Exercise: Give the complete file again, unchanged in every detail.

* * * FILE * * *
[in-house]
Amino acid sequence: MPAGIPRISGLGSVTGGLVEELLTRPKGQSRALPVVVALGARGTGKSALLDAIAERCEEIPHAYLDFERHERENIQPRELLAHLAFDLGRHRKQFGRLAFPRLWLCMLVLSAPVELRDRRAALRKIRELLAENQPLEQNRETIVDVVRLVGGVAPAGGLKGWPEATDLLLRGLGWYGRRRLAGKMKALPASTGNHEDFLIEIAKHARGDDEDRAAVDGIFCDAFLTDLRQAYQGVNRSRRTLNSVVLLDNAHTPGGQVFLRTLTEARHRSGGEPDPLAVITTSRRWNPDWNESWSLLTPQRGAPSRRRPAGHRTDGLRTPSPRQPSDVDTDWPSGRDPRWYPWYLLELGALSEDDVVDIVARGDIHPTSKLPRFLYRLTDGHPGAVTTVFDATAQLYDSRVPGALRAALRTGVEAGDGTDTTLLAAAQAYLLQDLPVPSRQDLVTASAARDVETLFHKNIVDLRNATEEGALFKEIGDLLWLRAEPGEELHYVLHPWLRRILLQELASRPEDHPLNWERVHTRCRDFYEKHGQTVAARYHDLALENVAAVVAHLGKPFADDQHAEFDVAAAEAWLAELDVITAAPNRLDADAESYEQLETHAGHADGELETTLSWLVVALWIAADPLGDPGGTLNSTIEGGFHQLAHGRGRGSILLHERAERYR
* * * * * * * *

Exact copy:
[in-house]
Amino acid sequence: MPAGIPRISGLGSVTGGLVEELLTRPKGQSRALPVVVALGARGTGKSALLDAIAERCEEIPHAYLDFERHERENIQPRELLAHLAFDLGRHRKQFGRLAFPRLWLCMLVLSAPVELRDRRAALRKIRELLAENQPLEQNRETIVDVVRLVGGVAPAGGLKGWPEATDLLLRGLGWYGRRRLAGKMKALPASTGNHEDFLIEIAKHARGDDEDRAAVDGIFCDAFLTDLRQAYQGVNRSRRTLNSVVLLDNAHTPGGQVFLRTLTEARHRSGGEPDPLAVITTSRRWNPDWNESWSLLTPQRGAPSRRRPAGHRTDGLRTPSPRQPSDVDTDWPSGRDPRWYPWYLLELGALSEDDVVDIVARGDIHPTSKLPRFLYRLTDGHPGAVTTVFDATAQLYDSRVPGALRAALRTGVEAGDGTDTTLLAAAQAYLLQDLPVPSRQDLVTASAARDVETLFHKNIVDLRNATEEGALFKEIGDLLWLRAEPGEELHYVLHPWLRRILLQELASRPEDHPLNWERVHTRCRDFYEKHGQTVAARYHDLALENVAAVVAHLGKPFADDQHAEFDVAAAEAWLAELDVITAAPNRLDADAESYEQLETHAGHADGELETTLSWLVVALWIAADPLGDPGGTLNSTIEGGFHQLAHGRGRGSILLHERAERYR